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    How to Successfully Design a BGA

    Charley Yap
    |  February 21, 2017

    bga pcb design rules example

    Finding exit routes in a BGA

    BGA PCB Design Rules

    Currently, the standard for housing a variety of advanced and multifaceted semiconductor devices like FPGAs and microprocessors is done through Ball Grid Array (BGA) device packaging. BGA packages for embedded design has evolved significantly over the years, to keep up with the technological progression of chip manufacturers.  This particular type of packaging can be broken down into standard BGAs and micro BGAs. With today’s electronics technology, the demand for I/O availability poses a number of challenges, even for experienced PCB designers, due to multiple exit routes. What are some strategies we can use to successfully overcome these BGA PCB design challenges?

    BGA Strategy 1: Defining Suitable Exit Routes

    The primary challenge to PCB designers is developing suitable exit routes that won’t cause PCB fabrication failures or other issues. There are several Printed Boards specifics that you need to ensure proper fan-out routing strategy, including pad and via size, number of I/O pins, number of layers required to fan out the BGA, and trace width spacing.

    BGA Strategy 2: Determining Required Layers

    There’s also the question of how many layers a PCB Layout should have, which is never an easy decision for a designer. More layers mean higher the overall cost of the product. On the other hand, sometimes you need more layers to suppress the amount of noise that the Printed Circuit Board could encounter.

    Once a has determined the trace and space width of the PCB design, the size of the via, and the amount of traces in a single channel, they can then ascertain the number of layers that they need. The best practice is to minimize the usage of I/O pins, to have fewer layers. Commonly, the first two outer sides of the device do not require vias, while the inner section requires vias to be routed underneath it.

    Many designers call this the dog-bone. It is a short trace from the pad of the BGA devices, with a via at the other end. The dog-bone fans out, partitioning the device into four sections. This allows the remaining inner pads to be accessed by another layer and provides an escape route out just beyond the edge of the device. The process will continue until all pads completely fanned out.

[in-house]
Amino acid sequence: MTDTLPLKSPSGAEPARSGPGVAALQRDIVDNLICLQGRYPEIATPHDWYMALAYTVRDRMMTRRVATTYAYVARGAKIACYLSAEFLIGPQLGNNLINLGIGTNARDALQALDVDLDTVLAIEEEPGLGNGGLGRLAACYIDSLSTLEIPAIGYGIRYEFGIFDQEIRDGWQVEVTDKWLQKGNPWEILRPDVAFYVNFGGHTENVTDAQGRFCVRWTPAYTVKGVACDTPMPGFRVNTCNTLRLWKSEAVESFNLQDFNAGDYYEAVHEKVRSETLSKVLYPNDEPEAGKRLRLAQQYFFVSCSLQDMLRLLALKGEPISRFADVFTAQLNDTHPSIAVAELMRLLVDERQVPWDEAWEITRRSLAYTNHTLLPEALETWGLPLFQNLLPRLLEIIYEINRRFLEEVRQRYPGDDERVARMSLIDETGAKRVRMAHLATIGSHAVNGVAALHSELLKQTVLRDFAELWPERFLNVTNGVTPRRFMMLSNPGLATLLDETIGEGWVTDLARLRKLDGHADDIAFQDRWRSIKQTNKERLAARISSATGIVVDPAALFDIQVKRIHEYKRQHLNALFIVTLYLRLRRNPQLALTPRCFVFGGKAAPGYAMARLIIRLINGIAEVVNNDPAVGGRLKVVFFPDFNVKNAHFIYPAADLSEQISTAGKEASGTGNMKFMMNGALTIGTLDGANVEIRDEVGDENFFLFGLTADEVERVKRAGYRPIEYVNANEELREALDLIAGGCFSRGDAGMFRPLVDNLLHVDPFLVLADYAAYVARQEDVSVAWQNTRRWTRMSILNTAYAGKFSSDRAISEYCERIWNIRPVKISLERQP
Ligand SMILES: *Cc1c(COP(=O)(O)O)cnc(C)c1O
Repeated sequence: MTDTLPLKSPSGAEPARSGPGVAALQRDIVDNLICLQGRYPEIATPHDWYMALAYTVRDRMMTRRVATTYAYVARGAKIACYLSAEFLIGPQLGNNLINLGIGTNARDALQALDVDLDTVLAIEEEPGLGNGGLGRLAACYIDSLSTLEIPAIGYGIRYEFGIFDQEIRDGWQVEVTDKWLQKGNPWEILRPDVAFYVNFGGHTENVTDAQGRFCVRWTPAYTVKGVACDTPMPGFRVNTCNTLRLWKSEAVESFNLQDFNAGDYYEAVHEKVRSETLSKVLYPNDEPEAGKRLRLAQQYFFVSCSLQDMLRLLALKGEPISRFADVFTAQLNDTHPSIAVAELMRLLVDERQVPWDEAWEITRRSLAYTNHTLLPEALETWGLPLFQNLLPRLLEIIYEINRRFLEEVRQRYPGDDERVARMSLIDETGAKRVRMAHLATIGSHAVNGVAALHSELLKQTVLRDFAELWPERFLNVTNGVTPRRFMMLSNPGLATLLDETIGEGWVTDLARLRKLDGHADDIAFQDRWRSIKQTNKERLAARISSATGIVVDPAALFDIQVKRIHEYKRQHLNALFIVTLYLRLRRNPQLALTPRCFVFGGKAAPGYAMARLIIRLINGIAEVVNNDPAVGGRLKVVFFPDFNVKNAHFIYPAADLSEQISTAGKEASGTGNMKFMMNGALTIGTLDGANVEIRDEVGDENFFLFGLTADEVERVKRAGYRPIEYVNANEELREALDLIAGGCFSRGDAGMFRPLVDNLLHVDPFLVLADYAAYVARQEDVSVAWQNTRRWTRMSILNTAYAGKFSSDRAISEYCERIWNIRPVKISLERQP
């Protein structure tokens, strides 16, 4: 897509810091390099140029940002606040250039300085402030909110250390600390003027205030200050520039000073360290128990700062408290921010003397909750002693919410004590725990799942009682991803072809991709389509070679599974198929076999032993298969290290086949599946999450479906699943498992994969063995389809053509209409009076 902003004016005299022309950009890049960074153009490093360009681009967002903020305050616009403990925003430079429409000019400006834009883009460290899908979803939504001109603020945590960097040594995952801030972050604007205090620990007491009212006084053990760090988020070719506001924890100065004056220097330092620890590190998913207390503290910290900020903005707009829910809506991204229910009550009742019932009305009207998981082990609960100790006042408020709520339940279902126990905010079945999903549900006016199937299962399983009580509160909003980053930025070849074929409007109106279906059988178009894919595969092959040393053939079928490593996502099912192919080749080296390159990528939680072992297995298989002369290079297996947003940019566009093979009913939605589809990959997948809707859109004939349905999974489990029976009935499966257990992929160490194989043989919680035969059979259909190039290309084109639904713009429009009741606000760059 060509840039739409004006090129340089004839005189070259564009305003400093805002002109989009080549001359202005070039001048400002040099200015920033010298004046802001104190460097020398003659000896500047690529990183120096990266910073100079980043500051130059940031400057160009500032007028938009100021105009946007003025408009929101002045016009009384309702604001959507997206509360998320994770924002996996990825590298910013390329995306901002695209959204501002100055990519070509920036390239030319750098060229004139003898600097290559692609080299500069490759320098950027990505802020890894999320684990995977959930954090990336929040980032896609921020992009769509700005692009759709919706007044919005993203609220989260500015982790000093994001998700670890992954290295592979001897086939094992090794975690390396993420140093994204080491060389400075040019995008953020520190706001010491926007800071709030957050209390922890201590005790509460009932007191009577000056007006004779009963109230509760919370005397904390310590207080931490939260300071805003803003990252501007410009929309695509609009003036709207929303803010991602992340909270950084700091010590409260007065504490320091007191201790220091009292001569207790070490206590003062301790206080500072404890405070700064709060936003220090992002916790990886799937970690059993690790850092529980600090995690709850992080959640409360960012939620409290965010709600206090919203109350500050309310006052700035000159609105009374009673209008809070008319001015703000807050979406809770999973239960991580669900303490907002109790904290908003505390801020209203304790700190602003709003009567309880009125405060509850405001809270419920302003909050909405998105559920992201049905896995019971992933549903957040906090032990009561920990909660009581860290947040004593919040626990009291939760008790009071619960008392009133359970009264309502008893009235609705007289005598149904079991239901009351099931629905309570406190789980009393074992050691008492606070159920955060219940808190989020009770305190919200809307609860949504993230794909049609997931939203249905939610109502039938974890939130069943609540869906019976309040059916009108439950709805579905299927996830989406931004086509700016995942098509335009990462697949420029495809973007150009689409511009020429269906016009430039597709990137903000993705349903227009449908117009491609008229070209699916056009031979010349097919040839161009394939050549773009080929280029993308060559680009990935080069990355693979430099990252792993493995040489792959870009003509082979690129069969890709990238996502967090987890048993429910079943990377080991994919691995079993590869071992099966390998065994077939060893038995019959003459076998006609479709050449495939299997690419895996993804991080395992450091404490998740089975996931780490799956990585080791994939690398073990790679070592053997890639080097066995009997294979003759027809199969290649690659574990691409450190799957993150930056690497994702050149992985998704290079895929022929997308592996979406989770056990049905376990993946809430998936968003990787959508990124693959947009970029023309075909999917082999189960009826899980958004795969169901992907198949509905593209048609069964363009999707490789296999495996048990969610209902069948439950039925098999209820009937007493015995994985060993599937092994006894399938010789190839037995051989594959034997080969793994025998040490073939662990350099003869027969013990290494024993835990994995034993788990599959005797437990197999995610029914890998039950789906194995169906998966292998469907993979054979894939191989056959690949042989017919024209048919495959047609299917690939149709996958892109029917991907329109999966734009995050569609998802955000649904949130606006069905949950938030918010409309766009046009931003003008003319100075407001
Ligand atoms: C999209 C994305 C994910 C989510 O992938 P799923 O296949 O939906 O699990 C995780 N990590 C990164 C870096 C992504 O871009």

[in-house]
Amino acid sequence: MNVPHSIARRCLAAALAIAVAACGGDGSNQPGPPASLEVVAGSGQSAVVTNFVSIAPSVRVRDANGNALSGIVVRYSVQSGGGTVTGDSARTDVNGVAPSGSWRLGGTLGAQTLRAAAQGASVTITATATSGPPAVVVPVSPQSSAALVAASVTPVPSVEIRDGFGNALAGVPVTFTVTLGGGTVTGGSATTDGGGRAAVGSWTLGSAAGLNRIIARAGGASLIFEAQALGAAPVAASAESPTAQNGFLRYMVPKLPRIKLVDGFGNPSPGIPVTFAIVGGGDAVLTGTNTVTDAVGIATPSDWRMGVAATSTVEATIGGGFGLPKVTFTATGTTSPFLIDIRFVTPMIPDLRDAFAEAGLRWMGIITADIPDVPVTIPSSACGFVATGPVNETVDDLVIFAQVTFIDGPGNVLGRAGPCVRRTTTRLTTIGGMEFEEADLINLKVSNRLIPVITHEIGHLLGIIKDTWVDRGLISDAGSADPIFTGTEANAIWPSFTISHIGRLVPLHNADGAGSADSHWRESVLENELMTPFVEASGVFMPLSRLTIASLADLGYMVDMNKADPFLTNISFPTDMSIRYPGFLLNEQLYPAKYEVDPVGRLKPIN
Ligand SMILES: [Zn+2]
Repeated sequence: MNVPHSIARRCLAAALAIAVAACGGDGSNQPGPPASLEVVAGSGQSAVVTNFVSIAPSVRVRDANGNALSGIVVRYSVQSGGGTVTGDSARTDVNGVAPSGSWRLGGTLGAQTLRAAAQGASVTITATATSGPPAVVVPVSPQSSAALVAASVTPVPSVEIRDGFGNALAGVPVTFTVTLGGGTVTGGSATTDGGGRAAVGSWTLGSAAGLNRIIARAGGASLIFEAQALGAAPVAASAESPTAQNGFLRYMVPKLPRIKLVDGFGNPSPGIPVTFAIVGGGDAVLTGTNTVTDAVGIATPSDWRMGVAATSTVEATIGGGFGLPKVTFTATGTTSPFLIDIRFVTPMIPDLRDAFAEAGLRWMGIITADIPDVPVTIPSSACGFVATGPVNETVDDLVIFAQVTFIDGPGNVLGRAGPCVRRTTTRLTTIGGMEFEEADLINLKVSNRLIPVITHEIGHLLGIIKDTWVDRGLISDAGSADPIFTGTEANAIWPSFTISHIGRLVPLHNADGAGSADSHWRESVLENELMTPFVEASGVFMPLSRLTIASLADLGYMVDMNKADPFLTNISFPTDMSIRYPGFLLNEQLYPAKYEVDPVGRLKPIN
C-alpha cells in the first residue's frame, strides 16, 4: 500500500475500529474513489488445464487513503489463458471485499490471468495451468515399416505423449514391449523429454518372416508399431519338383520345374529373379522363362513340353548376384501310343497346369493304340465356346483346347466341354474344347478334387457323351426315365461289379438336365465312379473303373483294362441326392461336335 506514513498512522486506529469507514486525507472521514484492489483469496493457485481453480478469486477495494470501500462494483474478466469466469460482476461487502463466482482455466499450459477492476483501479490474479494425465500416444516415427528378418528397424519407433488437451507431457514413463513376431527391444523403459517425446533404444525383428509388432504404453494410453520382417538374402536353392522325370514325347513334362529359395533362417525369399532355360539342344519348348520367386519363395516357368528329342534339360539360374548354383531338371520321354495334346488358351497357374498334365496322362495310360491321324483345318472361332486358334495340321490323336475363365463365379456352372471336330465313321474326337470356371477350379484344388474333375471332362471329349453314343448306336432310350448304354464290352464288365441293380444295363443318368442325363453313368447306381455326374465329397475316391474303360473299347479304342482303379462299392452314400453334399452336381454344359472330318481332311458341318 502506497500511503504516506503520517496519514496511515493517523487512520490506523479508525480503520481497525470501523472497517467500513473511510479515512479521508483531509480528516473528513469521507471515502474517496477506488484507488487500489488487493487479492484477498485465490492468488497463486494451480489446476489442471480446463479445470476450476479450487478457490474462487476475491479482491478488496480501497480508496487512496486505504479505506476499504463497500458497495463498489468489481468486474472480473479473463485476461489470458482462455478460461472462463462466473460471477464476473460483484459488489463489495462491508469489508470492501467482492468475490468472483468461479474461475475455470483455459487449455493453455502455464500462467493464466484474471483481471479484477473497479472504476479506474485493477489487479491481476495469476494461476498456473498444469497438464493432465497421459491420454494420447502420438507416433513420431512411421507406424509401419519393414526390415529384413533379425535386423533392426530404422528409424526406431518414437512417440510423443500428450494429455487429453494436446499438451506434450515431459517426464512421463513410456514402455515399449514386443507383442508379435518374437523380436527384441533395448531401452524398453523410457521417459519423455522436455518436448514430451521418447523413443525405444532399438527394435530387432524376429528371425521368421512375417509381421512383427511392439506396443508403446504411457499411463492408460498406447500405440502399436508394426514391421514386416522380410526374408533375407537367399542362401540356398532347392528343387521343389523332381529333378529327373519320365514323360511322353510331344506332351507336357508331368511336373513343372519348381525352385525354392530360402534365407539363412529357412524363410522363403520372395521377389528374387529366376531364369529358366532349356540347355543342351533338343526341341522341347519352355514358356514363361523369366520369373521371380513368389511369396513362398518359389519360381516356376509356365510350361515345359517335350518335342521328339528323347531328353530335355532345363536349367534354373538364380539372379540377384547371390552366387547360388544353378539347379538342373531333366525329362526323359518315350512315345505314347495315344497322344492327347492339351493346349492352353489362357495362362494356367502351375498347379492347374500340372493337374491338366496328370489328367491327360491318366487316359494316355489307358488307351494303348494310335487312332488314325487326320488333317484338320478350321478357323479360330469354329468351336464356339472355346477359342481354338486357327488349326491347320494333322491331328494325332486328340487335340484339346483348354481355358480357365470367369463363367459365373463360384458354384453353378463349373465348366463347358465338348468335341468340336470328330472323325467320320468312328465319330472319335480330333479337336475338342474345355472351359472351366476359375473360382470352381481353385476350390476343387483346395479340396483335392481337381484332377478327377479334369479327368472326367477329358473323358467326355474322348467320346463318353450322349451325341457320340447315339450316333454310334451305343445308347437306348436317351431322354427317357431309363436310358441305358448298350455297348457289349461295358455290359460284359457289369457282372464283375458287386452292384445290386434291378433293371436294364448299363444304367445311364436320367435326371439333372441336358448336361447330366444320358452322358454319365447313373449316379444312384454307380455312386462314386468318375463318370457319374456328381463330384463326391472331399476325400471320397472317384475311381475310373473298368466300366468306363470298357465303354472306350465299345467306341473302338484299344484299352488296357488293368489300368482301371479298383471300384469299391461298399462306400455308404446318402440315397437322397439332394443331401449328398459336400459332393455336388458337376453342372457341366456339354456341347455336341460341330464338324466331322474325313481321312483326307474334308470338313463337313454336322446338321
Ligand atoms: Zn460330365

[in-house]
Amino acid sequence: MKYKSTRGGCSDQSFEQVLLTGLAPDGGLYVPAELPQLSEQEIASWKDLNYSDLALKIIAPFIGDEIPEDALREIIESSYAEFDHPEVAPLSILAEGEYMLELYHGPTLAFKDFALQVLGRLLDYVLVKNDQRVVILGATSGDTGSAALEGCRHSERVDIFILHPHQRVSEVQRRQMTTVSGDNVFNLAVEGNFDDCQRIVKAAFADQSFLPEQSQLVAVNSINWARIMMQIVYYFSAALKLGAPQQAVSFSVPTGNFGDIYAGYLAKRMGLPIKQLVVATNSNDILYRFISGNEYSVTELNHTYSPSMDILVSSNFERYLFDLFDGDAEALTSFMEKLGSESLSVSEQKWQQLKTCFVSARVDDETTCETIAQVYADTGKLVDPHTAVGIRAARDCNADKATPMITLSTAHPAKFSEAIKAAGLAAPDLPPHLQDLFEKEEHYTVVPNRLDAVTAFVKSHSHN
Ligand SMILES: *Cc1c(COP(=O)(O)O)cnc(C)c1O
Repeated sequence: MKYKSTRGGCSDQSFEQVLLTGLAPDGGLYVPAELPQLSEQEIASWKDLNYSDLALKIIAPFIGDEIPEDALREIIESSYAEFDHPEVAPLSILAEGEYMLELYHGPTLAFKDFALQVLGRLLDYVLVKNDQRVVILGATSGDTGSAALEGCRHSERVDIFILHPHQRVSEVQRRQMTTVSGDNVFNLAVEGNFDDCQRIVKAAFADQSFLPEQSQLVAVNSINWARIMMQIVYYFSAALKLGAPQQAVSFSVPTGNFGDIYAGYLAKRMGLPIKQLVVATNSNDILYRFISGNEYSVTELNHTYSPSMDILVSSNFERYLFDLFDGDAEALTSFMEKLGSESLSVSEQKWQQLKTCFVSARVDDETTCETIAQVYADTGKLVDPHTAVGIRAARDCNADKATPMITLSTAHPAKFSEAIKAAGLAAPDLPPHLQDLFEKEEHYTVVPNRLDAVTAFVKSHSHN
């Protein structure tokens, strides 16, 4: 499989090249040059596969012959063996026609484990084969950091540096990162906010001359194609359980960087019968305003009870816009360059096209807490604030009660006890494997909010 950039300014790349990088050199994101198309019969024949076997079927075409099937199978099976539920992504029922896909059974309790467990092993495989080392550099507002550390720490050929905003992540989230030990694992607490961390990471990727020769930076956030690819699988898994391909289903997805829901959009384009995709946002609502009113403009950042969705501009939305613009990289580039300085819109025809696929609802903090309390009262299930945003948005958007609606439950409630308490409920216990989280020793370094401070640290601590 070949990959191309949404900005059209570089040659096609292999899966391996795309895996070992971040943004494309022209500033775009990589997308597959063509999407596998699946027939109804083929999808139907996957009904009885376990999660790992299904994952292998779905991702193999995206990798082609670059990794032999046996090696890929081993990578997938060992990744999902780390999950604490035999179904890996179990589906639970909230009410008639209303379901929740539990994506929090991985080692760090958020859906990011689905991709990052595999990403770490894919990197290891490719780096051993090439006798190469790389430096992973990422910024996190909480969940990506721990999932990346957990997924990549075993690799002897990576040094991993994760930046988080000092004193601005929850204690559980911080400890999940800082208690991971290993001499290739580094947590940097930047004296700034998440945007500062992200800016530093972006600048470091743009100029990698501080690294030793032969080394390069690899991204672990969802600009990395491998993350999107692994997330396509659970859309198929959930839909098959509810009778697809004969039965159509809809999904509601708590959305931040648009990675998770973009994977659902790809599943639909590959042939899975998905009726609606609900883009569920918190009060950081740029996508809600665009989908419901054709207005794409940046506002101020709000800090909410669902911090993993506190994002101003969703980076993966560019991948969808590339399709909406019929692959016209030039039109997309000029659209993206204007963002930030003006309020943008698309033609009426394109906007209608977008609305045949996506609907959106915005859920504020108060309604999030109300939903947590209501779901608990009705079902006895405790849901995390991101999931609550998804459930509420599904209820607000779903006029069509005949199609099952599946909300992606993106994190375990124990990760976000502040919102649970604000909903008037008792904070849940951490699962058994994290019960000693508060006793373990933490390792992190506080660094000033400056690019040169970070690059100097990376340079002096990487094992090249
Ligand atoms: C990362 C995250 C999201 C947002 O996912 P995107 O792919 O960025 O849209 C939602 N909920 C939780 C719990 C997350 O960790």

partitioning bga into four sections
    Partitioning a BGA into Four Sections for Easier Pad Access

    Learn More BGA Design Strategies

    Designing a BGA is no easy task. It requires a number of design rule checks (DRC), to ensure proper width spacing for all traces, as well as careful study, to determine how many layers are needed, in order for the design to be successful. As technology continues to grow at a rapid rate, so does the challenge each designer faces, to route their design into very tight spaces.

    BGA PCB Design rules are important, learn more about how to successfully design a BGA in your PCB design software by downloading a free white paper.

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    About Author

    About Author

    Charley currently serves as a Field Application Engineer at Altium and is responsible for providing technical assistance to Corporate Strategic Account Managers, Sales Managers, Resellers, and Application Engineers. He is also in charge on establishing and managing technical relationships with clients, partners and industry leader. Charley graduated from University of California San Diego majoring in Electrical Engineering, specializing in Power Engineering. However, he's been focusing in the EDA industry for 7 years.

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